The wine list is not exhaustive but long enough for a good perusal and the small menu of tapas and cheese & meats encourage adventures and learning by trial and error. The staff take a “What do you like to drink?” approach, which is, more often than not, for formality than function, but the 3oz glass option ease the pressure. But a recommendation from a well informed staff — a glass of Trebbiano d’Abruzzo from A. A. Tiberio — was refreshingly dry and delicious with notes of flowers and, in the parlance of wine descriptions, ‘minerals.’ The point, it dawned on me half way through my second glass, was to be okay with not putting the exacting words of description to a wine. A glass of pinot noir from Alsace sealed my trust in her recommendations.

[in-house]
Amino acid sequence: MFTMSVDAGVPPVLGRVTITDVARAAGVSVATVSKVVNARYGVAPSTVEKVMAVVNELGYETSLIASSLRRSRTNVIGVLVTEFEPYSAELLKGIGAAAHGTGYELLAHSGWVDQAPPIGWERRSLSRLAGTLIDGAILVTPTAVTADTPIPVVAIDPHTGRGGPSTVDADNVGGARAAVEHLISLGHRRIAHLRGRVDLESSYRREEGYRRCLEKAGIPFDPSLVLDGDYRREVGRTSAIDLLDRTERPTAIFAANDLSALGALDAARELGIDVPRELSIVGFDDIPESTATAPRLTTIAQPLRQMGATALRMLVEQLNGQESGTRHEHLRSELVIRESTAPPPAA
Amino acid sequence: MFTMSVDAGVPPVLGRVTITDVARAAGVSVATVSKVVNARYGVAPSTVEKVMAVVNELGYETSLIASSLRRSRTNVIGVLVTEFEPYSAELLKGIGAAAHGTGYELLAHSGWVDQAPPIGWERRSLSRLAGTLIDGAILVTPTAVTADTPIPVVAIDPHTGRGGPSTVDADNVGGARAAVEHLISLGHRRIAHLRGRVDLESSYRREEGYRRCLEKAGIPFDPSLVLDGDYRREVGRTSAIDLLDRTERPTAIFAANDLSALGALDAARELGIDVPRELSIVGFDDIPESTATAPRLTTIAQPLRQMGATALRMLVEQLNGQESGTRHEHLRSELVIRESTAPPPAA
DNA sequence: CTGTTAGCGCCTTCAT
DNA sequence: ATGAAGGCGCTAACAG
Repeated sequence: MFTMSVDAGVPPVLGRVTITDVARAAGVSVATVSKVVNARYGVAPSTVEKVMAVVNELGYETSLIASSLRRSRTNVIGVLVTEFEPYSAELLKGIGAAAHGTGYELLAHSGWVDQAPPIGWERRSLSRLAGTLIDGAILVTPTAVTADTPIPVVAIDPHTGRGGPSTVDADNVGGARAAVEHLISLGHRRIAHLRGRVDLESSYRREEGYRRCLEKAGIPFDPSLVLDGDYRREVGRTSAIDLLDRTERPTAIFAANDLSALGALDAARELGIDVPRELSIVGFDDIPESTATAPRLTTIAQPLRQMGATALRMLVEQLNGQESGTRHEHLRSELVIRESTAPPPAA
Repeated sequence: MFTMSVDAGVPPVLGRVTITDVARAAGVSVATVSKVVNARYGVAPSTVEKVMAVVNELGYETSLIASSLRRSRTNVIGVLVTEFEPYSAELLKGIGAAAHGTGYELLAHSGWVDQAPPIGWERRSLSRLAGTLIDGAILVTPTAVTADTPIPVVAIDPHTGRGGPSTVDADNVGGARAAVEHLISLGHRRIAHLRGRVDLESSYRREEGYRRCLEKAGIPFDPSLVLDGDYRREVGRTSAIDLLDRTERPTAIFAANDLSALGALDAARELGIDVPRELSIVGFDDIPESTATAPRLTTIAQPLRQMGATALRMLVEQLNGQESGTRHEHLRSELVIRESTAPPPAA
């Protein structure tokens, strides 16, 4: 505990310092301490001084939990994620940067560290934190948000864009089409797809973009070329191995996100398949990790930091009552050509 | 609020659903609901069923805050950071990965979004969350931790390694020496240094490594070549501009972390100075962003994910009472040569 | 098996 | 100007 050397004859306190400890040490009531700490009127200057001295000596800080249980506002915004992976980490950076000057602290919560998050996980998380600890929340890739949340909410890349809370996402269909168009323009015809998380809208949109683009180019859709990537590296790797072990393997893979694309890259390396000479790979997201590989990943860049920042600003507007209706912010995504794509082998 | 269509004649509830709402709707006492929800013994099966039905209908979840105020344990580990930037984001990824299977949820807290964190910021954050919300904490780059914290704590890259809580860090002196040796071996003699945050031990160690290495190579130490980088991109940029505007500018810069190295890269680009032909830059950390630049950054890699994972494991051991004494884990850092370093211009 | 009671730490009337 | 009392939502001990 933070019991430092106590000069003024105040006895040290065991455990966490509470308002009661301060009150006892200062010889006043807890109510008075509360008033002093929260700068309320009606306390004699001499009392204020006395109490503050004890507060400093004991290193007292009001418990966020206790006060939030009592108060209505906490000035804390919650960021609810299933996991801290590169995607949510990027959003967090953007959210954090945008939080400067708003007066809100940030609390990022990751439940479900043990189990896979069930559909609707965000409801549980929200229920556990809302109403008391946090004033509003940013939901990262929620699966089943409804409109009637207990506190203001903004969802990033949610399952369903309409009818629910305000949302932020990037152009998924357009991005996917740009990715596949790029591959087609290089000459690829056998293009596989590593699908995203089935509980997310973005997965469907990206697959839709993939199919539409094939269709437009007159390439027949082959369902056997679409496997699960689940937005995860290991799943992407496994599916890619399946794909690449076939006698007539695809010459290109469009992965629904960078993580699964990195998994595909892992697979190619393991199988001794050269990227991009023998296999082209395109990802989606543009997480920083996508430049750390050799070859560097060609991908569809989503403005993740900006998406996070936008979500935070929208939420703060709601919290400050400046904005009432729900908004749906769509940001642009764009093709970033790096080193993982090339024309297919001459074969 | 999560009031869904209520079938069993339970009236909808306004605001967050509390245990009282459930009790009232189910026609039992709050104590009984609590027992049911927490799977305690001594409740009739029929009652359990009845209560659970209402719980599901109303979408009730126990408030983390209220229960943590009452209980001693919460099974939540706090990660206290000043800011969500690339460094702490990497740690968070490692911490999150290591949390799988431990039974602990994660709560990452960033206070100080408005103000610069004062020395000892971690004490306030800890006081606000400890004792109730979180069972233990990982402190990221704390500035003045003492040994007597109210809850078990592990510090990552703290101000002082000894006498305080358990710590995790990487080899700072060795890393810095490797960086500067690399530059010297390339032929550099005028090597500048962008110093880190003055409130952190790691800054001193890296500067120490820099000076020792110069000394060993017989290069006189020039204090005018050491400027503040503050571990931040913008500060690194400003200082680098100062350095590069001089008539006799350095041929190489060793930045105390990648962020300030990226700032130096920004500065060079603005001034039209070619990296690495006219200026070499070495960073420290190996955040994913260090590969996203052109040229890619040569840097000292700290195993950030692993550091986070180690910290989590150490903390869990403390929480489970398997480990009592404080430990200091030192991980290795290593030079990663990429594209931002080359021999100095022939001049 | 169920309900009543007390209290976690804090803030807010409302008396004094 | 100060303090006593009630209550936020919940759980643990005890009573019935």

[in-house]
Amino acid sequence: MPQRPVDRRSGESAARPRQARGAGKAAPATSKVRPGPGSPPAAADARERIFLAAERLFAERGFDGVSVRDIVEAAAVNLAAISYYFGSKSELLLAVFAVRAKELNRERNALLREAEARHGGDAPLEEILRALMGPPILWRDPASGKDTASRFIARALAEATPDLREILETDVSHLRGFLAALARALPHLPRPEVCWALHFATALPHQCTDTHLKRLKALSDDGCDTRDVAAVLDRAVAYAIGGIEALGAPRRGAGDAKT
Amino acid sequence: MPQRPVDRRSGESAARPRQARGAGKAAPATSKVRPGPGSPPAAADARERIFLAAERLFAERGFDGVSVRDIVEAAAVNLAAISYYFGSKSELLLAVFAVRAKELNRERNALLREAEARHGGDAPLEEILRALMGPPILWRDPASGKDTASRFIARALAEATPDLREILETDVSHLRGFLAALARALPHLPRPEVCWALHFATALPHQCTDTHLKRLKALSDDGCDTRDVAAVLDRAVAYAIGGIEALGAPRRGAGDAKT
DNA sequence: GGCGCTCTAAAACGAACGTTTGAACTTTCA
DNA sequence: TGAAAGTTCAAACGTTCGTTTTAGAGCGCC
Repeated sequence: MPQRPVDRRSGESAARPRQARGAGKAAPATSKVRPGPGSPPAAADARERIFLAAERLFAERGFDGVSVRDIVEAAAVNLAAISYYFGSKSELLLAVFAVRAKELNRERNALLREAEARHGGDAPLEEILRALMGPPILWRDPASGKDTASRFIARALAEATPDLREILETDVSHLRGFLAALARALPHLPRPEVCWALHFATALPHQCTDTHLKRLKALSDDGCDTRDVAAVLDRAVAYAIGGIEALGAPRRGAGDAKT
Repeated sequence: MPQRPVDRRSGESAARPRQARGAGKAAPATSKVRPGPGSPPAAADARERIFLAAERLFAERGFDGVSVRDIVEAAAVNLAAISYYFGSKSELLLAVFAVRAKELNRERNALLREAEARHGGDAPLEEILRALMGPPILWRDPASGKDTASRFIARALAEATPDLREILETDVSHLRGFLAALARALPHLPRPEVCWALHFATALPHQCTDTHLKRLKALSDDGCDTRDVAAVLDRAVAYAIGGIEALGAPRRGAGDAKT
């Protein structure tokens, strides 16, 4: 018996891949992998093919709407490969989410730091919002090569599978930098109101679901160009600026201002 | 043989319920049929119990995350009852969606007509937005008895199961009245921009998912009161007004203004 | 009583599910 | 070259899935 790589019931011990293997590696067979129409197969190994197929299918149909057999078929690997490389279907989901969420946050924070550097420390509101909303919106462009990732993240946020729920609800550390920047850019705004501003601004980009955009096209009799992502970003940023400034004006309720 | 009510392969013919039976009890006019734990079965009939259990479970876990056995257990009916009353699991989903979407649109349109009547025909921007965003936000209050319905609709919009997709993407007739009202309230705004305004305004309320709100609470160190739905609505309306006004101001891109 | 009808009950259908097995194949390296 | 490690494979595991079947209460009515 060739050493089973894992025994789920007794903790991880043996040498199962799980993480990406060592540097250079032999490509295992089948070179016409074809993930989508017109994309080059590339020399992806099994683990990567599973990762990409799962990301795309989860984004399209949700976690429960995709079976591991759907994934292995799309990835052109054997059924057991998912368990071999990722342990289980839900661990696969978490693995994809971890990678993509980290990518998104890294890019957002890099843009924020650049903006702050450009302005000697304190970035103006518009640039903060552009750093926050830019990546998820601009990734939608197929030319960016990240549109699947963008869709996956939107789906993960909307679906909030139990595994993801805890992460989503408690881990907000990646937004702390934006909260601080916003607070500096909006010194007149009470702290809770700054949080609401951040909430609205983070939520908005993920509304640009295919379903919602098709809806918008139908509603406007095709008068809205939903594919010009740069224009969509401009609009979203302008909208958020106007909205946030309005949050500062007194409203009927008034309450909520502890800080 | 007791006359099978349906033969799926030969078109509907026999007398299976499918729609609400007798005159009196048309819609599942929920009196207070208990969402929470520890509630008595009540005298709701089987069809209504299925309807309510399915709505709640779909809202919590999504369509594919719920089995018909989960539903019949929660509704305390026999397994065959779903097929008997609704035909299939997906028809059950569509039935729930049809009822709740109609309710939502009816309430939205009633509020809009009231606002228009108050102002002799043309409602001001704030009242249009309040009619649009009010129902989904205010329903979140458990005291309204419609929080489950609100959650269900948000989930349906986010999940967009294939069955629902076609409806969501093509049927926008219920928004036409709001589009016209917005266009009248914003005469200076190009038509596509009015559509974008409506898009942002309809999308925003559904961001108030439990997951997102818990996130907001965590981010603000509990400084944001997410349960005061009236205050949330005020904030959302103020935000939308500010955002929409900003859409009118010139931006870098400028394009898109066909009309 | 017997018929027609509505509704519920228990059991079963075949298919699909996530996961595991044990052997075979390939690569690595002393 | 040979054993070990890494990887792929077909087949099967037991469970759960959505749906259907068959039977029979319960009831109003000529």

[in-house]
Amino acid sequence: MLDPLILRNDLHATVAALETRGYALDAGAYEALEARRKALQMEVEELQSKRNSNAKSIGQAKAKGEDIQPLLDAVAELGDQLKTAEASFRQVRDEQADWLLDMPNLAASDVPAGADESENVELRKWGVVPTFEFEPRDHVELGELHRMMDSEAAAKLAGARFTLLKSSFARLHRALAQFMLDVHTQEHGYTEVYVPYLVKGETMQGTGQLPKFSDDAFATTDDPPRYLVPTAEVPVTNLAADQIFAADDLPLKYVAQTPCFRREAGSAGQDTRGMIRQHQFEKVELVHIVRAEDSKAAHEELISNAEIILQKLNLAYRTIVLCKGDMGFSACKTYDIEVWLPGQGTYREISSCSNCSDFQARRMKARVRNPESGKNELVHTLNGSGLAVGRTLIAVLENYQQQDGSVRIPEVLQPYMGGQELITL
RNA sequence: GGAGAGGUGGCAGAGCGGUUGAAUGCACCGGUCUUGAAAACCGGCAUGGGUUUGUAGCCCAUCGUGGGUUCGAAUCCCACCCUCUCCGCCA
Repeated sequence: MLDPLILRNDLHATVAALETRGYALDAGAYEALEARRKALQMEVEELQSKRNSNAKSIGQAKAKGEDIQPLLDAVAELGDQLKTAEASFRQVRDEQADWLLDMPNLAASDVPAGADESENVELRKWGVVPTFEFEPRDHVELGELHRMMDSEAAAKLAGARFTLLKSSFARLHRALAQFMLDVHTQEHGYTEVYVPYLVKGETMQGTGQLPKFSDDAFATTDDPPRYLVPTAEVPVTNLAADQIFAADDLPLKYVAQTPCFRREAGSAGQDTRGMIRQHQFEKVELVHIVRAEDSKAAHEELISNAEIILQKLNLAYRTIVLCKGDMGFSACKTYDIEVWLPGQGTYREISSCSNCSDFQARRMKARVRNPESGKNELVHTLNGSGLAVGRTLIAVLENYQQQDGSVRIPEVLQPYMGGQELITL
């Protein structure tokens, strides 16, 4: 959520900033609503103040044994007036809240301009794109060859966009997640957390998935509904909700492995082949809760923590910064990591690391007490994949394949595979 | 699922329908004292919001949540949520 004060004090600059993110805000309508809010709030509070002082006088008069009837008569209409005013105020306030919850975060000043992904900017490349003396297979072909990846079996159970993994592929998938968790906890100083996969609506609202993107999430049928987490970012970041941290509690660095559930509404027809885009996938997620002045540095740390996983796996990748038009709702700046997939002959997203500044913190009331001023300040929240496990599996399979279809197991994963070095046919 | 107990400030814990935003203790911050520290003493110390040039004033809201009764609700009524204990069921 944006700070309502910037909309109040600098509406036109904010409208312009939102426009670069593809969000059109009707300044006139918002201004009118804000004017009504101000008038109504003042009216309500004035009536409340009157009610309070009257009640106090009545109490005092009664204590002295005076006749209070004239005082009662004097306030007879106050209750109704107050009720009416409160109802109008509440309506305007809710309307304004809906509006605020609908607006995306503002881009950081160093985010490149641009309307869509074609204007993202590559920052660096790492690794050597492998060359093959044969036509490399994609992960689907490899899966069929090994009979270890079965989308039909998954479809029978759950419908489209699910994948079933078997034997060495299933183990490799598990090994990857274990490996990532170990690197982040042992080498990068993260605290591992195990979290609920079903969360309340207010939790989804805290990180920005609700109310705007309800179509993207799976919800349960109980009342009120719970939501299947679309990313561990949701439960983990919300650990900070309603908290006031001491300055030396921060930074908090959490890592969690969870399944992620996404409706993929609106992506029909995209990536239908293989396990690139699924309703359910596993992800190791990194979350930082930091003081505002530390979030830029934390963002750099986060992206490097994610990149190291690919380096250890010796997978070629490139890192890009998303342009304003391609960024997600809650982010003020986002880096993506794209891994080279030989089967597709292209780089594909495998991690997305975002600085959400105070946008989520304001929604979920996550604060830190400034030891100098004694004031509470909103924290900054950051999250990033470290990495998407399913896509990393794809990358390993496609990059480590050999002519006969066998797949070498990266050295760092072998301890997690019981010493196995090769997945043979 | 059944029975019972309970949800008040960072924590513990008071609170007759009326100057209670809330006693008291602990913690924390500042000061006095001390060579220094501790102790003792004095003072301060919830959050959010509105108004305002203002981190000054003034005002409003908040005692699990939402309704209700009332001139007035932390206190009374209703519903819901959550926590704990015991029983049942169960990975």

The foods offers, however, were less satisfying. Small savory snacks are offered as ‘Nibbles,’ $5 per plate or three plates for $13. Though the warmed olives are decent, neither the lupini beans (served in olive oil and salt) nor the shishito peppers offer much flavor. That the bread and oil are not complementary is perhaps becoming the norm in the restaurant world today, but the utterly soft and flavorless slices of baguette were an affront to good hospitality. Neither the Prosciutto nor the Chorizo offered much solace, but the Comté was, as it often is, satisfying. The steak tartare is served with the yolk of a quail egg and the shaved vegetable salad includes watermelon radishes.

Archive is located at 909 Dundas St W and is open everyday from 5pm to 2am. Continue following our arts & culture coverage on FacebookTwitter, and Instagram.